Ottawa (02 Dec. 2020) — Public Services International, the global union federation of public sector unions, has joined a global coalition working to address the many issues with Amazon’s business practices, including tax dodging and mistreating its workers. The campaign, Make Amazon Pay, is demanding changes to both Amazon’s company policies and government legislation.
Among the problems the campaign is seeking to address are
- The low wages and poor working conditions of workers at Amazon
- The use of casual employment and “self-employment” by Amazon to undermine job security
- Amazon interfering with the right of workers to join unions
- Amazon’s environmental footprint
- Amazon’s tax dodging
- The impact of Amazon working with institutionally racist organizations
Amazon CEO richer than ever while workers suffer
As a recent article in the Guardian pointed out for Amazon’s owners have done very well during the Covid-19 pandemic. The CEO of Amazon, Jeff Bezos, is US$70 billion (about $91 billion Canadian) richer than he was at the start of the pandemic and is the world’s richest man.
For Amazon’s workers, it’s a very different story. Workers are expected to work long hours for low pay and at a pace that results in an “unacceptably high” number of injuries. After reports that Amazon was failing to provide workers with PPE or do a deep cleaning of facilities where there have been outbreaks, it is not a surprise that 20,000 Amazon employees have contracted COVID-19. Workers who speak out have been fired.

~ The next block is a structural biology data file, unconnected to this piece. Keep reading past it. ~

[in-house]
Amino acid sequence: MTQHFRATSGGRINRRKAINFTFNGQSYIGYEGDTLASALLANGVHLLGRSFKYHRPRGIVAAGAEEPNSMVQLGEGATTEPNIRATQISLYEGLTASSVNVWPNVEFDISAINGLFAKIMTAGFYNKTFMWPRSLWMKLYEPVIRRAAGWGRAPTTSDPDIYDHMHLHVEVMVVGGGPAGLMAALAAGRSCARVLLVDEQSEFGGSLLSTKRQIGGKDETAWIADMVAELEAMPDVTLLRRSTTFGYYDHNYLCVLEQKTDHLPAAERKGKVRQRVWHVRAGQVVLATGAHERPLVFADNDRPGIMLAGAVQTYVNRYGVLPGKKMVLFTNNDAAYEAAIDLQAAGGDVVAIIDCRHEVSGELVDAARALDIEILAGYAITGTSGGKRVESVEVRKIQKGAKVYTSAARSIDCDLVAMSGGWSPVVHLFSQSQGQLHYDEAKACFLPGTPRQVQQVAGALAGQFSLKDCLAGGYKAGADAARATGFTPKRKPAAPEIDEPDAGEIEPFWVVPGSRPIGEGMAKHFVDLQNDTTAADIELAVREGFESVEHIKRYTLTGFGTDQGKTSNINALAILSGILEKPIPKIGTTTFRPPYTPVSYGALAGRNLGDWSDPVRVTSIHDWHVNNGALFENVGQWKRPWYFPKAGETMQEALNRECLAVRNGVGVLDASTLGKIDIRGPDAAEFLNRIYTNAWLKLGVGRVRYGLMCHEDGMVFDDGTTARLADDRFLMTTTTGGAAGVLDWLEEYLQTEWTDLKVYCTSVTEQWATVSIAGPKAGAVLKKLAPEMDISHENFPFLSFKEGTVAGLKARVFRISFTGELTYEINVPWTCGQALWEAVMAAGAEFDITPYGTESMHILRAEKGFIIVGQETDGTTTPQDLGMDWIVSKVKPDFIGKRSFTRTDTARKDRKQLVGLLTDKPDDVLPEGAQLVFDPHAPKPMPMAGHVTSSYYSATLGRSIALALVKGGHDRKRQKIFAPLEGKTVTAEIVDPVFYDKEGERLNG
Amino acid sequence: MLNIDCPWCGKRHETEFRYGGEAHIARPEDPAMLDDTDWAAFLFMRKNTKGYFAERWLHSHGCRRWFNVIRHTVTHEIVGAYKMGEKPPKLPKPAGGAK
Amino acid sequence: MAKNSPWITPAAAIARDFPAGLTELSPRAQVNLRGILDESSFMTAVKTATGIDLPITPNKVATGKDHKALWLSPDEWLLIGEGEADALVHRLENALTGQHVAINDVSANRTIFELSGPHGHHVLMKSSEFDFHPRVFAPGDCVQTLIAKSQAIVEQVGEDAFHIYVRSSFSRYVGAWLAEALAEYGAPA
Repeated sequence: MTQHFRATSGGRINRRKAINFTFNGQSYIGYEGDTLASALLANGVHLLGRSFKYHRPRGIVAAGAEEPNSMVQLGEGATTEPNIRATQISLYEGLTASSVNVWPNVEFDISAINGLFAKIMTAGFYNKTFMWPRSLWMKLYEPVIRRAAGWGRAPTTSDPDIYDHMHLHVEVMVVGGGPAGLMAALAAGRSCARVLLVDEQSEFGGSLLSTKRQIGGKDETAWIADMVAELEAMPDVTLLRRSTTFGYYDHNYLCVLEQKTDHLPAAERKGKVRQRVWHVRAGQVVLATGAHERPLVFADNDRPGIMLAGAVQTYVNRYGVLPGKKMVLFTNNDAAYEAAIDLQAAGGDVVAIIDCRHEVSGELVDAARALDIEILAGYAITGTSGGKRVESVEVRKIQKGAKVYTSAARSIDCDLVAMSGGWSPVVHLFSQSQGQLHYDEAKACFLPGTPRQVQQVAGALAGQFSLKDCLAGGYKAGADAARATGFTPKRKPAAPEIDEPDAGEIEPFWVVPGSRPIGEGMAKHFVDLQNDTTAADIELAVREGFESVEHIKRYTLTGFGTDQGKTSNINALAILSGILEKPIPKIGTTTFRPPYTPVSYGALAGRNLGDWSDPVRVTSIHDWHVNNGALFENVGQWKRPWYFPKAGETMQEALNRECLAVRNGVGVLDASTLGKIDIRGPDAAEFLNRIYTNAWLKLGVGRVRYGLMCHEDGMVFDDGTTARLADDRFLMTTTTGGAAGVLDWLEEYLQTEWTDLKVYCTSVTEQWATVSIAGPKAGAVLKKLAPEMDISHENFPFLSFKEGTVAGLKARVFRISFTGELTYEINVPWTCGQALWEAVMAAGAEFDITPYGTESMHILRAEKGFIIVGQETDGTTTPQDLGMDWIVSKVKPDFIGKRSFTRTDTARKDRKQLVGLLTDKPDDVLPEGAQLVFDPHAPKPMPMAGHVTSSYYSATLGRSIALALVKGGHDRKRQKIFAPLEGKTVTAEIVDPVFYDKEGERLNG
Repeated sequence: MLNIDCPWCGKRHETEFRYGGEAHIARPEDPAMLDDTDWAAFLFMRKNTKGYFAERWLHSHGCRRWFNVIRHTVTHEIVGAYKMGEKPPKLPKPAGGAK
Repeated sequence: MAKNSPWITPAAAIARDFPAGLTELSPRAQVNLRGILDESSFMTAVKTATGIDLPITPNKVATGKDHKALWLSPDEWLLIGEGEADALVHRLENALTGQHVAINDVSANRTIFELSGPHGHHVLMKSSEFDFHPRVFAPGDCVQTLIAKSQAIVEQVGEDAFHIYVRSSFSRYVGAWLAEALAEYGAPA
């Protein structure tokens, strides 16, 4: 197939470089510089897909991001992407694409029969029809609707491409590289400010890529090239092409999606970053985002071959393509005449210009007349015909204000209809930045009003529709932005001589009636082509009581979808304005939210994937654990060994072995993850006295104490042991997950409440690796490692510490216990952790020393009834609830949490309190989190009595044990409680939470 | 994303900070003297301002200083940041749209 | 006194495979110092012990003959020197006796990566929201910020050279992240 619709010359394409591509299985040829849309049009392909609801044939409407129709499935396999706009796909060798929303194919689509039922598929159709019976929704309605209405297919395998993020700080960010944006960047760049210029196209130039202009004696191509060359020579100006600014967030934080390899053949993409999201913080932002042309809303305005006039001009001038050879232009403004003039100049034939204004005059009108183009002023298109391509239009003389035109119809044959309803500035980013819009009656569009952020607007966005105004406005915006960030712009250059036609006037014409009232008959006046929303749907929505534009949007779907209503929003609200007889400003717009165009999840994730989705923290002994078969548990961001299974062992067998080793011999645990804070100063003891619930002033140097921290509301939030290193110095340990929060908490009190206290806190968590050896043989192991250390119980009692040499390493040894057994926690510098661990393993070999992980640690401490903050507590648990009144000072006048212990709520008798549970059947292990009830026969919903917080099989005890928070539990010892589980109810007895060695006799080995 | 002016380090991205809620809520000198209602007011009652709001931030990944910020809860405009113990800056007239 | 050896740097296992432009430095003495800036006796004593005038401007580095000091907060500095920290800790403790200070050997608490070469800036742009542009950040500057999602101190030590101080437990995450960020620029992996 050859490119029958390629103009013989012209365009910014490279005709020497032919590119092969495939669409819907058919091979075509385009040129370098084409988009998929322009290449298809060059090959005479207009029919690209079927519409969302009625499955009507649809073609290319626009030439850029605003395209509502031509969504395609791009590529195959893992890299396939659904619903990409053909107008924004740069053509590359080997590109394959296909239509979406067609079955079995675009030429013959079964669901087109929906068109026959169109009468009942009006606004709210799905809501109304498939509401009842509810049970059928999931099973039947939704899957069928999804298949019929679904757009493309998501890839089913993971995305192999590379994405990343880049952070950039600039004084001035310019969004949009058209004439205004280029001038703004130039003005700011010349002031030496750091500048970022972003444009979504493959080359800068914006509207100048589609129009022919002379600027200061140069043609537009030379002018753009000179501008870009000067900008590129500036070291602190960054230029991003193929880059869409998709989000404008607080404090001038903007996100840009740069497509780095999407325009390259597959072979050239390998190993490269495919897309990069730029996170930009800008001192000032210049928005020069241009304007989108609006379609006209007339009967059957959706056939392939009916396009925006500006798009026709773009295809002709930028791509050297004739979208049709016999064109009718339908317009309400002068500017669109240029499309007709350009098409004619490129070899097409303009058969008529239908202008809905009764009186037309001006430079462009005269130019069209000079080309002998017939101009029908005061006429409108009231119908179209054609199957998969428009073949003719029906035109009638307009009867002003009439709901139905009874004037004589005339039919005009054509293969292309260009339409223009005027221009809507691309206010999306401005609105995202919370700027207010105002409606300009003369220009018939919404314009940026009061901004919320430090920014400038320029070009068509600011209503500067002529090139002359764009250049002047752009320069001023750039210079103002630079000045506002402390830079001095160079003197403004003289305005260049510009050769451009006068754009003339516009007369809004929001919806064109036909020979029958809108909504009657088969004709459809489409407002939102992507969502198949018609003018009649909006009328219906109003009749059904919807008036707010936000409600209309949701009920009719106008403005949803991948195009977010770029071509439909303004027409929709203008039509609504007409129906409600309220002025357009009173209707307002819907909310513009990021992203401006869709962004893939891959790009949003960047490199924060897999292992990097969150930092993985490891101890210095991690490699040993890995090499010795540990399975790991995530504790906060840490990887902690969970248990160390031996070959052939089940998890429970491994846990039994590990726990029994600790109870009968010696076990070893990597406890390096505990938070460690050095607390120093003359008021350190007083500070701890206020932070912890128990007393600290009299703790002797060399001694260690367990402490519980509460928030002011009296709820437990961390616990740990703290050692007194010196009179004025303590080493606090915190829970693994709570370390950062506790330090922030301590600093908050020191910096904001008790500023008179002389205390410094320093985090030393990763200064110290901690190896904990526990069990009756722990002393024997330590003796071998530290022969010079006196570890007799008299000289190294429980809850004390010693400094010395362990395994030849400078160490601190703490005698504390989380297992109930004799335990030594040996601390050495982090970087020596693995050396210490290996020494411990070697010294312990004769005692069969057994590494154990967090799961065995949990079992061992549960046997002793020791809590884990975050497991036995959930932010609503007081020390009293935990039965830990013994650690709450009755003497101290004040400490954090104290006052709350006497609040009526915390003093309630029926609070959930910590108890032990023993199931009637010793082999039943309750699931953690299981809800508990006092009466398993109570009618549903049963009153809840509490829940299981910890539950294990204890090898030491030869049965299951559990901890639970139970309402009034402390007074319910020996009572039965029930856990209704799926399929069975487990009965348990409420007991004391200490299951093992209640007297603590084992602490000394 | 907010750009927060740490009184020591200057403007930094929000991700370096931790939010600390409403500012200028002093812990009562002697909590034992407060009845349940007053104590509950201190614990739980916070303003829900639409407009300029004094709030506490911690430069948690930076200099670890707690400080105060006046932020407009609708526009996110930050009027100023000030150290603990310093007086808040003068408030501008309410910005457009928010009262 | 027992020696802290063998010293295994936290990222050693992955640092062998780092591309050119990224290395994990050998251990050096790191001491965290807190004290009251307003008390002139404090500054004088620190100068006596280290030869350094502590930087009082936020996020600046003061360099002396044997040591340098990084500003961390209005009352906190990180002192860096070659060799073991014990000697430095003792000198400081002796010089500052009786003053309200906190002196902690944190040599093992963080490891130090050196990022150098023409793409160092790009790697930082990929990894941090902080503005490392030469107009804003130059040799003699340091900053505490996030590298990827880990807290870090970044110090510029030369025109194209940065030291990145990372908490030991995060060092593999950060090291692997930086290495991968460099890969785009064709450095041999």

Conditions for Amazon workers are so bad that Amnesty International, a human rights organization that usually focuses on human rights abuses by governments, has called on Amazon to clean up its act.
Amazon failing to pay its fair share in taxes
A study released in 2019, found that Amazon was the worst of the largest six multinational technology corporations for tax avoidance. By using tax havens and various loopholes, Amazon has managed to avoid paying its share in taxes. In 2018, Amazon paid no US income tax at all and received a tax rebate of $129 million.
Museum of Missing Nurses shows damage done by Amazon’s tax dodging
PSI has created a Museum of Missing Nurses to show the damage that tax dodging by Amazon and other large corporations are doing. A simulator on the museum website lets people see how many health care workers could be hired if the Amazon CEO paid his share in taxes.
With the impact that staffing shortages in the health care system have had during the COVID-19 pandemic, the damage done by Amazon's tax dodging is not just financial. For every multinational corporation or billionaire dodging taxes there are thousands of families mourning loved ones who passed away too soon.
The National Union of Public and General Employees (NUPGE) is one of Canada's largest labour organizations with over 390,000 members. Our mission is to improve the lives of working families and to build a stronger Canada by ensuring our common wealth is used for the common good. — NUPGE